The average blogger does not typically have experience with design or coding, but that shouldn't deter them from having a professional-looking blog design. This friendly and easy-to-understand guide provides you with the tools you need to establish a creative, unique, and aesthetically memorable blog without having to learn how to code beyond some basic CSS. Whether you're looking to write for a major brand, become a brand ambassador, sell a product, acquire new clients, advocate for a cause, or simply tell a story, you'll find design tricks, helpful techniques, and invaluable advice for creating a great-looking and functional blog.
- Provides the tools you need to understand what makes a successful blog from a design standpoint
- Teaches you CSS coding that can be used to create an effective blog design that gets noticed
- Helps you make design decisions regarding colors, fonts, and imagery
- Places special emphasis on providing your readers with a site that is easy to use thanks to smart navigation
Blog Design For Dummies empowers you to make smart and creative adjustments to your blog so that you can be the proud owner of an effective blog design that gets noticed!
Why I Read this Book: I’ve been following Blog Clarity (formerly called Momcomm), a blog about blogging, for a while now and when I discovered that the blog author had written a book, I was intrigued. Even better, it’s a ‘for dummies’ book. So when I found out my library had a copy, I picked it up. I love learning new stuff, and learn I did.
What I Liked: I wasn’t sure what to expect with this book. Was it going to be a book about coding? Was it going to cover stuff that was way over my head? Was I going to learn something, anything, from the book? While there were some sections on HTML and CSS, this is not a book dedicated to coding. The book had some stuff I already knew, or that didn’t apply to me and my needs, but it also had a lot of information that was new to me and relevant. I actually learned quite a bit. The author covered a large range of topics, such as: using images, font licenses (something I didn’t know about until recently, like within the last year), SEO, anchor text, alt attributes, and even using Google Analytics to improve your design even further. And the list goes on.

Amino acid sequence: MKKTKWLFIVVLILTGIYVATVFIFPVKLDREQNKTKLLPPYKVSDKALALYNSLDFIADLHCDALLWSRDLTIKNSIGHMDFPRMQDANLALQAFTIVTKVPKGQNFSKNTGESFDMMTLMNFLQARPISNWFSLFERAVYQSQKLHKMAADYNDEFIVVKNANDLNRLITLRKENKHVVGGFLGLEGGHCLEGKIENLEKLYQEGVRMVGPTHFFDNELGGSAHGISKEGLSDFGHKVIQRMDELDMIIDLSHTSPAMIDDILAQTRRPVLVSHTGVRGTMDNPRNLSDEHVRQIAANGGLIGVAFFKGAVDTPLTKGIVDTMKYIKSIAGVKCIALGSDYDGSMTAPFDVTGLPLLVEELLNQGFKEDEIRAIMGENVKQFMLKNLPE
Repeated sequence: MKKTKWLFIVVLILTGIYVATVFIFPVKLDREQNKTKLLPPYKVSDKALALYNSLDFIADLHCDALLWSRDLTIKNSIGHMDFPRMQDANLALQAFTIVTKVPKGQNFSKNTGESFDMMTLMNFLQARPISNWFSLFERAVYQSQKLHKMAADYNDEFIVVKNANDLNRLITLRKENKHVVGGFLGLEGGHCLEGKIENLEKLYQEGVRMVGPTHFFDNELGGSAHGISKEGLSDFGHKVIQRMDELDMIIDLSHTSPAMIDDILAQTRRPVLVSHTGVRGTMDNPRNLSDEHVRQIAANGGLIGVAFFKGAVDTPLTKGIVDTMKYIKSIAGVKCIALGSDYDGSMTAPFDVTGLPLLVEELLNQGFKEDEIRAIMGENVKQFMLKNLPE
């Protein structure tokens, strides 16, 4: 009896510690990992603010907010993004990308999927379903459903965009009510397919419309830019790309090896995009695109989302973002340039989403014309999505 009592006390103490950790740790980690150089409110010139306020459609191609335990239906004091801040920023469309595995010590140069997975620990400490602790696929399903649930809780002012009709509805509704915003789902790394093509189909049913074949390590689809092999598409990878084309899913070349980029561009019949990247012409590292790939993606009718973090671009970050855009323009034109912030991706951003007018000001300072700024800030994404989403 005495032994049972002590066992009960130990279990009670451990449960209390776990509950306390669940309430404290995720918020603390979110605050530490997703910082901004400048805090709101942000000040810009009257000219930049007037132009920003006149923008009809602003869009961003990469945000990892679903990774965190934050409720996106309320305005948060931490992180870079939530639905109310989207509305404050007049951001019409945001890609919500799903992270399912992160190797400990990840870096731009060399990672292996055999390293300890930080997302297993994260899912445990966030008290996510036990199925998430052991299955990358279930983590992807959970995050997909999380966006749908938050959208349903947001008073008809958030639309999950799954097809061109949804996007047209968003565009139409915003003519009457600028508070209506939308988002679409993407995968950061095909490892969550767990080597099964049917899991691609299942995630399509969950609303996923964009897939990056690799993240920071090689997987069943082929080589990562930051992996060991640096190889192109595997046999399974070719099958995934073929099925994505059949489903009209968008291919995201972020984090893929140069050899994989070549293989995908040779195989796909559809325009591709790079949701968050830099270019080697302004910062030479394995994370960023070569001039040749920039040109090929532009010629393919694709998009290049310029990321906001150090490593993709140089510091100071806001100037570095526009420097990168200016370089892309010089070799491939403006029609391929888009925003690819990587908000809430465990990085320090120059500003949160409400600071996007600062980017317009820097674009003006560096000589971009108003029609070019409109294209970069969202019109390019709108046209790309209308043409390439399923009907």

This book was full of resources. I made note of things I wanted to remember – A LOT of notes. There’s a cheat sheet, along with updates and extras, available online (links are inside the book), which are good since some of the material will eventually become outdated as technology is constantly evolving.
The author used a variety of blogs to demonstrate different design elements. I appreciate that the same blog was not used over and over again in the examples because it gave me a chance to check out all sorts of different blogs for myself to see how they do certain things in their own unique way. It was also nice that the entire book was in color, something that is not standard with the ‘for dummies’ books.
You can either read this book from beginning to end (like I did) or you can flip through and read the sections that interest you or pertain to your needs. Either way, this is a great book to have on hand to reference back to.
What I Didn’t Like: There were some things exclusively for Wordpress users, like making blog post excerpts showing up on your homepage, site maps, plugins, navigation menu, tabbed sidebar widget, and categories and subcategories. I wish there would have been more Blogger oriented material. There was also more in-depth information on Photoshop whereas GIMP was only mentioned a couple of times and was not explored in detail.
Overall Impression: All in all, Blog Design for Dummies was an informative and resourceful book. I have already incorporated a few of the things I learned from this book into my blog design and can’t wait to go through the rest of my list. I consider myself an ‘intermediate’ blogger but still found a lot of the information useful and new to me. Blog design is a never-ending excursion for me and going through this book gave me lots of ideas, even stuff outside of the aesthetics aspect. If you are new to blogging, especially if you are going to blog on the Wordpress platform, you’ll want a copy of this book on your shelf for future reference. You could get the same information using a search engine (which is what I’ve done in the past and can be time consuming) but it’s nice to have it all packaged up in one book.